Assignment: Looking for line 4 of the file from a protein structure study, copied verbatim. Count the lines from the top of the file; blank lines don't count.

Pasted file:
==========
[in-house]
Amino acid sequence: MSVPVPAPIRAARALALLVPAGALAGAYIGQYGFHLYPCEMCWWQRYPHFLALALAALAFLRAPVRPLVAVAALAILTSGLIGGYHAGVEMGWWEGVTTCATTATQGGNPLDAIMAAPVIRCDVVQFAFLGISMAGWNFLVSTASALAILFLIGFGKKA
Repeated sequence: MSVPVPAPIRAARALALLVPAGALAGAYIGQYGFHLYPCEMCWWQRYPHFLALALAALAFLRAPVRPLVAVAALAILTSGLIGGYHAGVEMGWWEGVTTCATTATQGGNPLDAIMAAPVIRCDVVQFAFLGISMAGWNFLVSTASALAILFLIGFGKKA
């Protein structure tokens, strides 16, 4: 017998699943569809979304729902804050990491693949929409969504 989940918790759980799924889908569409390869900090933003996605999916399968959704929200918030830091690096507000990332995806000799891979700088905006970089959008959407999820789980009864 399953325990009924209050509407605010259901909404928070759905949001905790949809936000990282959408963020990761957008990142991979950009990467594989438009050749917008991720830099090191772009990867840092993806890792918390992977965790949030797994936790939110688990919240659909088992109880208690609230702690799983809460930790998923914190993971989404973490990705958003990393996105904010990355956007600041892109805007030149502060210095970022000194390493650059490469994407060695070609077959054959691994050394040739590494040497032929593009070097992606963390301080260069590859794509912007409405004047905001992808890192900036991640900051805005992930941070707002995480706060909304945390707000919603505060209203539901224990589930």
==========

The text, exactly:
């Protein structure tokens, strides 16, 4: 017998699943569809979304729902804050990491693949929409969504 989940918790759980799924889908569409390869900090933003996605999916399968959704929200918030830091690096507000990332995806000799891979700088905006970089959008959407999820789980009864 399953325990009924209050509407605010259901909404928070759905949001905790949809936000990282959408963020990761957008990142991979950009990467594989438009050749917008991720830099090191772009990867840092993806890792918390992977965790949030797994936790939110688990919240659909088992109880208690609230702690799983809460930790998923914190993971989404973490990705958003990393996105904010990355956007600041892109805007030149502060210095970022000194390493650059490469994407060695070609077959054959691994050394040739590494040497032929593009070097992606963390301080260069590859794509912007409405004047905001992808890192900036991640900051805005992930941070707002995480706060909304945390707000919603505060209203539901224990589930």